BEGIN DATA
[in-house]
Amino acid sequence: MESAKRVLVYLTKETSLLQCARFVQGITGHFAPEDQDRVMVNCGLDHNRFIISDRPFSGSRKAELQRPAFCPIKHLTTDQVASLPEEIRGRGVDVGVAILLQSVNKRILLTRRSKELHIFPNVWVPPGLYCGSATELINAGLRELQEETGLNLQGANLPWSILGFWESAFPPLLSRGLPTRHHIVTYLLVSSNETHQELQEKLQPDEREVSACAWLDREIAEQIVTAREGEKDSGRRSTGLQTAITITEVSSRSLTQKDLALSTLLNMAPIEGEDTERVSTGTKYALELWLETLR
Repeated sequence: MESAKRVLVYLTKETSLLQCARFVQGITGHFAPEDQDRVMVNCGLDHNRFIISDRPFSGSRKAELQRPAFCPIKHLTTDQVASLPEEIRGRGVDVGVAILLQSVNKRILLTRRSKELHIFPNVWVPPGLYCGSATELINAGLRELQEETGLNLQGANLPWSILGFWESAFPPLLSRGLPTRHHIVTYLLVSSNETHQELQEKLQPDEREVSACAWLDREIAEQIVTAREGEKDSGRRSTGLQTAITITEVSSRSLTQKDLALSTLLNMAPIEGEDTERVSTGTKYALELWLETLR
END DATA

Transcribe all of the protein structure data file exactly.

[in-house]
Amino acid sequence: MESAKRVLVYLTKETSLLQCARFVQGITGHFAPEDQDRVMVNCGLDHNRFIISDRPFSGSRKAELQRPAFCPIKHLTTDQVASLPEEIRGRGVDVGVAILLQSVNKRILLTRRSKELHIFPNVWVPPGLYCGSATELINAGLRELQEETGLNLQGANLPWSILGFWESAFPPLLSRGLPTRHHIVTYLLVSSNETHQELQEKLQPDEREVSACAWLDREIAEQIVTAREGEKDSGRRSTGLQTAITITEVSSRSLTQKDLALSTLLNMAPIEGEDTERVSTGTKYALELWLETLR
Repeated sequence: MESAKRVLVYLTKETSLLQCARFVQGITGHFAPEDQDRVMVNCGLDHNRFIISDRPFSGSRKAELQRPAFCPIKHLTTDQVASLPEEIRGRGVDVGVAILLQSVNKRILLTRRSKELHIFPNVWVPPGLYCGSATELINAGLRELQEETGLNLQGANLPWSILGFWESAFPPLLSRGLPTRHHIVTYLLVSSNETHQELQEKLQPDEREVSACAWLDREIAEQIVTAREGEKDSGRRSTGLQTAITITEVSSRSLTQKDLALSTLLNMAPIEGEDTERVSTGTKYALELWLETLR